New build house prices up 5.8% across UK

October 26, 2016 / Isla MacFarlane
New build house prices up 5.8% across UK

In the year to end September 2016 new build house prices rose on average by 5.8% across the UK.

The regional picture continues to show a North/Southdivide, with crude average growth (excluding Greater London) now standing at 4.2%, down against last year’s figure of 4.4%, according to the LSL New Build Index.

Greater London has retained a slight lead over other regions, with a growth in new build house prices of 9.1%, which is down on last year’s figure of 10.1%. The South East is in second place for growth at 7.4% closely followed by the East Midlands which achieved 7.1% growth.

The South West maintained their growth rate at 6.6%. East Anglia fell back to 5.5% new build house price growth, and West Midlands fell back further to 1.6% This is below the low last month of 3.3% in the West Midlands and is significantly lower than September 2015, when growth in new build house prices in the region was at 5.4%.

Prices in Scotland show the greatest growth in new build house prices in the North, at 4.3% compared with 3.2% in 2015. The North West has decreased slightly against last month at 3.4% but remains ahead of the rest of the North region in our report, with Yorks and Humberside sitting at 2.4% and Wales at 2.5%. The North East has maintained positive growth at 0.7%.

Looking ahead, Shaun Peart, Managing Director of LSL Land & New Homes, said, “The next Autumn Statement will be interesting to hear. It’s all about to change. Whilst we are still filled with the aftermath of Brexit and what it means for the future, not to mention the pound in our pocket, Chancellor Philip Hammond has announced that he plans to borrow to invest in the housing market.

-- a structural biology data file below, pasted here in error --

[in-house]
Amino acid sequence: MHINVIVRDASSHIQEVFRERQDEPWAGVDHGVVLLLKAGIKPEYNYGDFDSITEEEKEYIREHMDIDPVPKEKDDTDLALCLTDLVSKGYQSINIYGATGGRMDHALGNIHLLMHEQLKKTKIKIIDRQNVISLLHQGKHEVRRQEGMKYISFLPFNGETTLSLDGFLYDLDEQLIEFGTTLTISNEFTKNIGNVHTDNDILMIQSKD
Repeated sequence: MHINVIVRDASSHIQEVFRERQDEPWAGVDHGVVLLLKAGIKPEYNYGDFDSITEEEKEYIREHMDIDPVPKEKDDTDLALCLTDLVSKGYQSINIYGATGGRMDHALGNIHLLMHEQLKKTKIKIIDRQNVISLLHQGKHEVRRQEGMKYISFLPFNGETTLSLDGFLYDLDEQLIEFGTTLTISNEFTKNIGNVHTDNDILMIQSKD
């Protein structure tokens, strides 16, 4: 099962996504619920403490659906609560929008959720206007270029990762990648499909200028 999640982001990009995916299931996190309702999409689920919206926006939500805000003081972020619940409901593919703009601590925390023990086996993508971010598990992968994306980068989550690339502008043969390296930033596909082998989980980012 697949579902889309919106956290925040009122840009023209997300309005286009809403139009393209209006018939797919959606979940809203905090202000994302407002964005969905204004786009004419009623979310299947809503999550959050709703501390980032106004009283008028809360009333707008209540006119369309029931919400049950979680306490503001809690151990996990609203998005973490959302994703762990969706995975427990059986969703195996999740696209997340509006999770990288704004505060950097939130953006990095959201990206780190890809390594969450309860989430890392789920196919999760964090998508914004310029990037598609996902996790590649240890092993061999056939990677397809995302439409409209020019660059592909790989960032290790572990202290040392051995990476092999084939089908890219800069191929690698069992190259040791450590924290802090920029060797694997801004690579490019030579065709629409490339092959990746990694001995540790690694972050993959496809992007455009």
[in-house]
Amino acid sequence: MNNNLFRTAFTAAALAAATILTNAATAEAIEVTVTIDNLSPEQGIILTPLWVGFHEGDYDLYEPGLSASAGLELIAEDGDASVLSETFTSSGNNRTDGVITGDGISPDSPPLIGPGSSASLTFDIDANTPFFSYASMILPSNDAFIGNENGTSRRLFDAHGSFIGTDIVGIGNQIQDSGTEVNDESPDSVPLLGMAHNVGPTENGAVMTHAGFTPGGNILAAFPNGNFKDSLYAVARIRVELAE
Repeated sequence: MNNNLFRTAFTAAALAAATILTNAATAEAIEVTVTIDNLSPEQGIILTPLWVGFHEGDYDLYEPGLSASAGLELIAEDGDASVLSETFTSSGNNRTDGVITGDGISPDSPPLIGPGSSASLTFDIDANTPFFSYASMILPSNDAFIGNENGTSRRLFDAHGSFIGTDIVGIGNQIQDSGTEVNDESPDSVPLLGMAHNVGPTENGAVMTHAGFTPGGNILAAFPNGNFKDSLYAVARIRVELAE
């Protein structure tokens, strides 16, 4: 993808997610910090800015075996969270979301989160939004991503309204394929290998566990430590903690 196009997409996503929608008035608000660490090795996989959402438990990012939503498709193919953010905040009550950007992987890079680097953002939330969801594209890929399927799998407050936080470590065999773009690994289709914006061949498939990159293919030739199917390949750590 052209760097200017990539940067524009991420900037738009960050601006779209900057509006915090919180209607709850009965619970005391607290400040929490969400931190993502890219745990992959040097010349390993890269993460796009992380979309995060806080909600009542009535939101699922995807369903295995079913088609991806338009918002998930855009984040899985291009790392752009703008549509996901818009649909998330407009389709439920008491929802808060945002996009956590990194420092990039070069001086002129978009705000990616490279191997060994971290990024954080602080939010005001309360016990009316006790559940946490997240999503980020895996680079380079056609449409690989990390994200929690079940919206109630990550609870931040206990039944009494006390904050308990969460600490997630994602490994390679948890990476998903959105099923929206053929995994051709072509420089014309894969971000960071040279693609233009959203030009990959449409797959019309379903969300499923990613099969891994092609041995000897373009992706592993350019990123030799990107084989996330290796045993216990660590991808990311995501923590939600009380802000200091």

“The House Building Fund provides assistance in the form of cheap loans, funding or guarantees and is aimed at SMEs and average size developer to kick start the building programme. This also implies the Government will be taking on more risk.

“The outcome of these changes, the Prime Minister not willing to build on countryside and investment into housing means that by 2026, the treasury will be back in profit, we will have greater stability in the houses prices and 2 million more homes will have been built. This can only be a very positive big leap forward, for the public and the house building industry at all levels.”

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